China's shaming system for crossing the road illegally is enough to put anyone off
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A Chinese surveillance system publicly shames people who are spotted jaywalking in the street.
It might seem like an innocuous thing to do, but crossing the street at the wrong time in China could mean that your name and face are plastered on a LED screen for all to see.
China has drawn a lot of attention over its mass surveillance and conceptions about how this technology is used in public life. Facial recognition is widely used as a tool, including with foreign visitors.
Authorities in Shenzhen use CCTV cameras fitted with AI that can recognise offenders that breach the rules of the road.
The southern city started using the AI cameras in April 2017 and, according to police, within 10 months had displayed the 13,939 jaywalking offenders in one screen at a junction in Futian district.
Authorities in Shenzhen also launched a public website to name and shame offenders.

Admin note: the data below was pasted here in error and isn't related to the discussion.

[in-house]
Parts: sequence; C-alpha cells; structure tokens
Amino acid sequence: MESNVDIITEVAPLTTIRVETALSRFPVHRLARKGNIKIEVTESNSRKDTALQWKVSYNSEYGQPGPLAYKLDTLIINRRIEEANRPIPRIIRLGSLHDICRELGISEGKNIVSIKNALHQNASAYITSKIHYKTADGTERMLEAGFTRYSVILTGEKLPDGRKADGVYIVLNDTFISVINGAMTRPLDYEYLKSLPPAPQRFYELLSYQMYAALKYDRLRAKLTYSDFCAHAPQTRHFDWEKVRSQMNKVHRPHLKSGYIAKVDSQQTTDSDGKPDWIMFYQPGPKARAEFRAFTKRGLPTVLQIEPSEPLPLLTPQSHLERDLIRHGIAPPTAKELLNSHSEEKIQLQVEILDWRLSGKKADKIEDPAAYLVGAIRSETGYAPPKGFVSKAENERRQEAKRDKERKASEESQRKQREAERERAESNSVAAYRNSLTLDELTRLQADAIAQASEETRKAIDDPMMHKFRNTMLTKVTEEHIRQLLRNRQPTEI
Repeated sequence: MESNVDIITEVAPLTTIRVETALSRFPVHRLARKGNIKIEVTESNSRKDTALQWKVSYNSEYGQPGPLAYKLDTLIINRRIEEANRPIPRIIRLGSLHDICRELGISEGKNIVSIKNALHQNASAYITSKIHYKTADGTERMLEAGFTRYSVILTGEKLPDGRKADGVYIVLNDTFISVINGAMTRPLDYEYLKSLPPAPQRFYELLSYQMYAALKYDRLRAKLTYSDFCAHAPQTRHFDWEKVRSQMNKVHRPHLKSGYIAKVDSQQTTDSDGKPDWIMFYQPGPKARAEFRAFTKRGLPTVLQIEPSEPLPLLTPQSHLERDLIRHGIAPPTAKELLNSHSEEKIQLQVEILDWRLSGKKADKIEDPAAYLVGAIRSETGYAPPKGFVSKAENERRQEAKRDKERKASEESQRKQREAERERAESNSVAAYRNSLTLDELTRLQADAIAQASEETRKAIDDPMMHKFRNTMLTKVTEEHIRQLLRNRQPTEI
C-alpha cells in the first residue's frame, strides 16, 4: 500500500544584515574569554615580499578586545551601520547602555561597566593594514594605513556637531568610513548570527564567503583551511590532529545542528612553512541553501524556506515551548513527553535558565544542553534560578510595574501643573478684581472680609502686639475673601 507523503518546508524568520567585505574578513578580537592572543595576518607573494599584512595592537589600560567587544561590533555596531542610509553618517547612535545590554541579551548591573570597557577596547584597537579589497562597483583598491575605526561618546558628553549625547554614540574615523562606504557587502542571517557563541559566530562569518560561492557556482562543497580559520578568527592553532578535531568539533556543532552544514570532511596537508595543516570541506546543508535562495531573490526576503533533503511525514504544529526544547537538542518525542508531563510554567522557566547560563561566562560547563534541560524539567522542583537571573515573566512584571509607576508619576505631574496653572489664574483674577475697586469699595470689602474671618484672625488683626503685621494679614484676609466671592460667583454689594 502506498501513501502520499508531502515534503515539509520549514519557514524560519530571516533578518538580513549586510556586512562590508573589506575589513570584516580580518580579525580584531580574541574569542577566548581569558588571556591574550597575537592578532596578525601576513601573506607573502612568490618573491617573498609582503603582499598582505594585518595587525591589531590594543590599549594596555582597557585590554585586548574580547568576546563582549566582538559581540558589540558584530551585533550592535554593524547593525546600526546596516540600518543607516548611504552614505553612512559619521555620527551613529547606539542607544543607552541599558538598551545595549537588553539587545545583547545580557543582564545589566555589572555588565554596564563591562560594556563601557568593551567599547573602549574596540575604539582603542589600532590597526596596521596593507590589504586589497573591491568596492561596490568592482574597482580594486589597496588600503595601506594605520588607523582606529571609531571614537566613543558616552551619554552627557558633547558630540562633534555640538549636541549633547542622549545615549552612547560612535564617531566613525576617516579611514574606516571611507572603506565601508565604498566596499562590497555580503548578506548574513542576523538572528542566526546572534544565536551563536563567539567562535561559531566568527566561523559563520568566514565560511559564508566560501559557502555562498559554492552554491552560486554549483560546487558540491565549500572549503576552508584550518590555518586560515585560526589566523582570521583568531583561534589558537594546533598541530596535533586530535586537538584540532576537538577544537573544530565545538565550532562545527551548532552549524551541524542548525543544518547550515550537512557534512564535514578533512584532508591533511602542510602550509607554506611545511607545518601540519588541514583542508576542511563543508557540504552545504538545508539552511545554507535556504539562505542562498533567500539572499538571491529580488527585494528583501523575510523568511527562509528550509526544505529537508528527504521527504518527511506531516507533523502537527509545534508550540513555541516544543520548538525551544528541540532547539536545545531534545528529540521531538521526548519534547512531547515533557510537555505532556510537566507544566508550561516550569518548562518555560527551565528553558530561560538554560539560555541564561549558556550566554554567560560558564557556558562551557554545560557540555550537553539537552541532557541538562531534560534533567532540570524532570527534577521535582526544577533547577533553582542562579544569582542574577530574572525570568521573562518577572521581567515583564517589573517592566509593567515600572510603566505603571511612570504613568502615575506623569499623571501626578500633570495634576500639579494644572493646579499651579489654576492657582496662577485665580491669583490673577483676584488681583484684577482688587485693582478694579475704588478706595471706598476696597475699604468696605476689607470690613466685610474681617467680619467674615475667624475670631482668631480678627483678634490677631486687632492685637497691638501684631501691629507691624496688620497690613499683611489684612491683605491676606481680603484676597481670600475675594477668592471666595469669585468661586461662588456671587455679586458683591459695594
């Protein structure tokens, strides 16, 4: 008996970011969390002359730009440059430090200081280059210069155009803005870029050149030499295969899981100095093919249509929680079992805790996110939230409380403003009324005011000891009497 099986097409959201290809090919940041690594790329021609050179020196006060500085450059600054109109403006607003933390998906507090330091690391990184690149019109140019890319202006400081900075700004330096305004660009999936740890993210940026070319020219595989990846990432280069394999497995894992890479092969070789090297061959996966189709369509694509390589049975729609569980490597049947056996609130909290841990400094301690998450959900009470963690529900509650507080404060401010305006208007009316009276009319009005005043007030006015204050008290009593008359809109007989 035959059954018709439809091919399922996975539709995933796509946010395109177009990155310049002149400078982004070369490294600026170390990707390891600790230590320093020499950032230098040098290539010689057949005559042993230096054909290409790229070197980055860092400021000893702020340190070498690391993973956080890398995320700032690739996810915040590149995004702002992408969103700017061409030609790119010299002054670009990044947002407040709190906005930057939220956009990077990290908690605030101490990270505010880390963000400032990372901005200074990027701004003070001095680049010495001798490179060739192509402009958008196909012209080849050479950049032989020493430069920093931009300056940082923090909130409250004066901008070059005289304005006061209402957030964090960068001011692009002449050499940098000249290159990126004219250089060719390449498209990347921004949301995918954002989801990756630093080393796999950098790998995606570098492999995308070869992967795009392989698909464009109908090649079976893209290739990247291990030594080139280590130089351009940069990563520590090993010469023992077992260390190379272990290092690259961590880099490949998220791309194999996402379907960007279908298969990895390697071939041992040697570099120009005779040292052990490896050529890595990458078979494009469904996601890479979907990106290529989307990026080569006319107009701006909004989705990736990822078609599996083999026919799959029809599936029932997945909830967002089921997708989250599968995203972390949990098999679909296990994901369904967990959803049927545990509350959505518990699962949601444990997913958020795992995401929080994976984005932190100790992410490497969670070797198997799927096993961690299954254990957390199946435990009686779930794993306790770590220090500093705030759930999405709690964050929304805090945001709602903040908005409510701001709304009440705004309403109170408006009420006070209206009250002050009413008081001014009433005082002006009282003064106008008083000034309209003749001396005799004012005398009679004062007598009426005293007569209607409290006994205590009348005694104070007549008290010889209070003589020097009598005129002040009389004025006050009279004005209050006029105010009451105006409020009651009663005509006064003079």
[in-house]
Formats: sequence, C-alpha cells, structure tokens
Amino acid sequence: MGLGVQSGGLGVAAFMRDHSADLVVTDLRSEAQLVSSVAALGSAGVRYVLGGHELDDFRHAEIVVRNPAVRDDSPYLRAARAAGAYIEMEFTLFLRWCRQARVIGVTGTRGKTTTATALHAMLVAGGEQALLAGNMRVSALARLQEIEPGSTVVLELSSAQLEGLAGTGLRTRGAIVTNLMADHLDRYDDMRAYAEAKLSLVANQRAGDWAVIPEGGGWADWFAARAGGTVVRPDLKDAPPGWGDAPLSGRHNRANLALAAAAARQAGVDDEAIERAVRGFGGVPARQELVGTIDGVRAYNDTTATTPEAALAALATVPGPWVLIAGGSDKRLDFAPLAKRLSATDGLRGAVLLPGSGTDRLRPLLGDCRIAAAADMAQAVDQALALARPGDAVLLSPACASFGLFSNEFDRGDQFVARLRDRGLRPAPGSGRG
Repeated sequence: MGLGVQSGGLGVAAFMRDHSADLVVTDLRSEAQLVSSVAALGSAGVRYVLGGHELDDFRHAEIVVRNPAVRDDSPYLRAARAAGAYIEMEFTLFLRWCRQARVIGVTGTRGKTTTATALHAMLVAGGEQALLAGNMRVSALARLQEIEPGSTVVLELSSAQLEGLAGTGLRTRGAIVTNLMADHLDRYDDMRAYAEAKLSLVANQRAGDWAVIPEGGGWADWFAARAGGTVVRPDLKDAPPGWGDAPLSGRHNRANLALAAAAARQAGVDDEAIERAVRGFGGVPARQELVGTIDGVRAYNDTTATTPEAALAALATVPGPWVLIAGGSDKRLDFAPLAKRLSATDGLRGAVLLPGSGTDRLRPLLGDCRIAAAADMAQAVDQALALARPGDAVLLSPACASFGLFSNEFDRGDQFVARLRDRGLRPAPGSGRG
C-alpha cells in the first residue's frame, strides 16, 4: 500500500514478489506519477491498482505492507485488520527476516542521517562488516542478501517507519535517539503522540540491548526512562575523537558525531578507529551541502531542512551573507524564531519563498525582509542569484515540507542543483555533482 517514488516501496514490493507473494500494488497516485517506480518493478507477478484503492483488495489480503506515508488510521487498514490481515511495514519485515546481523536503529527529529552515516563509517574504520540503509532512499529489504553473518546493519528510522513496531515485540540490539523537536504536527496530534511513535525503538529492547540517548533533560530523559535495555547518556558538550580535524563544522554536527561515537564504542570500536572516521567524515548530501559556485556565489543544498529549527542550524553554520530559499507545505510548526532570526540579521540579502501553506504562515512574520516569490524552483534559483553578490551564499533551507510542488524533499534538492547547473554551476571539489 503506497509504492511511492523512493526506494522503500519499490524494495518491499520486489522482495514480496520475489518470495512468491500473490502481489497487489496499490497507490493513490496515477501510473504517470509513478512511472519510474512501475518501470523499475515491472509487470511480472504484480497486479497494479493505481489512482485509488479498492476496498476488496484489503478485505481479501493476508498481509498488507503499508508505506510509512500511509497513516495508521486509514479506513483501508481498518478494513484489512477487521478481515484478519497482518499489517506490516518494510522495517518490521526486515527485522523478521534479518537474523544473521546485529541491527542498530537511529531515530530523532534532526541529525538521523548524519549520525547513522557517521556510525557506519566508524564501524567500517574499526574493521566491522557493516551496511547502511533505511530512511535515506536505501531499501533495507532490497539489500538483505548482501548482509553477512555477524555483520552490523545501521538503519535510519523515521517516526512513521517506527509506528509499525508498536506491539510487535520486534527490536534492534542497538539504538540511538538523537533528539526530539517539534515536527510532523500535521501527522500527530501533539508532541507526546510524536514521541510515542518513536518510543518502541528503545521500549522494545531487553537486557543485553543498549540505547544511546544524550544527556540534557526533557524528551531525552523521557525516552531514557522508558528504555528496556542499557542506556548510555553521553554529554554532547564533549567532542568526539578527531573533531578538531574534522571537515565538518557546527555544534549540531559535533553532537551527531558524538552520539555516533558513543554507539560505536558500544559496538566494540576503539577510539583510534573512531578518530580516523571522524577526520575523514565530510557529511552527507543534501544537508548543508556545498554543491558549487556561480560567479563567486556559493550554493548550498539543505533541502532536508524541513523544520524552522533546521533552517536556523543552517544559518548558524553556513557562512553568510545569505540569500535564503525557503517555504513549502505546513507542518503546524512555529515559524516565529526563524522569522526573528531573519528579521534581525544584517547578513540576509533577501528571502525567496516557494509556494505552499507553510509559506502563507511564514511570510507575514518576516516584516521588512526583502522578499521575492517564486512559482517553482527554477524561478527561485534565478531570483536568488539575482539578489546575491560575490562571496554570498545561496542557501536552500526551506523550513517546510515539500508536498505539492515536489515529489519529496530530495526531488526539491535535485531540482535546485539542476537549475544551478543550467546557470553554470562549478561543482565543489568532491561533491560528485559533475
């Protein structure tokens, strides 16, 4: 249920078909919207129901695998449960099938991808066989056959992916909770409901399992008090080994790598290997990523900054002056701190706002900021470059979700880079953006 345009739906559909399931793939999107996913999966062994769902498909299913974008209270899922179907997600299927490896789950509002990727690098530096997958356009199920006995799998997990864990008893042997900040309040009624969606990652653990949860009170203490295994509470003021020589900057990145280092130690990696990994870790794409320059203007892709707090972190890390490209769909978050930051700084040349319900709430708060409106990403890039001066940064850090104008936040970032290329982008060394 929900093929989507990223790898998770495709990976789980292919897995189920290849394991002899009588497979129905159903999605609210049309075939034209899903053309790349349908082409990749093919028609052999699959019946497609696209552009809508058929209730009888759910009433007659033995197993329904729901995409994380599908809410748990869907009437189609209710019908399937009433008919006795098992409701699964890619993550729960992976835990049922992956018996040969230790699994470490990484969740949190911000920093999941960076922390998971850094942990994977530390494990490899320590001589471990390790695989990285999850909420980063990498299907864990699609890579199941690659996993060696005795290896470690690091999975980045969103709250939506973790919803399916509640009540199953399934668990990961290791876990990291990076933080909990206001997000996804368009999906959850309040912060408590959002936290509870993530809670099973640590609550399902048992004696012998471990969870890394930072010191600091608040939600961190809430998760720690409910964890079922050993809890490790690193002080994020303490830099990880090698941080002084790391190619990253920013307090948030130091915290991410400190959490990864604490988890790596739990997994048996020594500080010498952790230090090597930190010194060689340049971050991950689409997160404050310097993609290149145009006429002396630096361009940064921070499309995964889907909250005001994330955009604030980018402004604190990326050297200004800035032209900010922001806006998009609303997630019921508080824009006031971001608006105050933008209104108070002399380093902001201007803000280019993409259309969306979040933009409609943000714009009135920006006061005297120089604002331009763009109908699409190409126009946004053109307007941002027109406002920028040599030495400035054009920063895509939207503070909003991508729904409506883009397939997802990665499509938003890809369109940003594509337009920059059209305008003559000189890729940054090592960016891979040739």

Janine Wong, a news researcher in Shanghai, said: “It doesn’t matter if you’re walking or riding a bicycle.
“[Your image] will be captured, and your face will show up on a screen nearby so everyone can see your face.
“Once they identify your face, all your information (like mobile phone number) is linked.”
China has also experimented with a so-called 'social credit system'. This would monitor the supposed trustworthiness of individuals based on their behaviour and misbehaviour.
It isn't just an empty figure either, an individual's social credit score could have a direct impact on someone's life. This could be their employability, taking out a loan or credit card, or eligibility for renting housing.
Many western governments and media outlets railed about the idea, saying that China was rating its civilians like something out of Black Mirror. The truth, however, is a bit more complicated.
In many ways, the social credit is similar to a regular credit score, taking account of financial history, like if you pay your bills on time, and criminal records.
Some cities did experiment with taking the level of scrutiny further. This included misdemeanours such as being publicly intoxicated, littering, and jaywalking having a negative impact on your social credit score.
However, the idea proved unpopular and was widely criticised in the regions where it was trialled, before eventually being scrapped.
There are still government 'blacklists' which result in some privileges being taken away. However, to get on these you would need to do something more serious, such as refuse to pay a fine or owe the government money. Simply jaywalking or littering a couple of times won't cut it.
Nonetheless, if jaywalking does mean that your face and name are plastered on a huge billboard, I wouldn't fancy that either.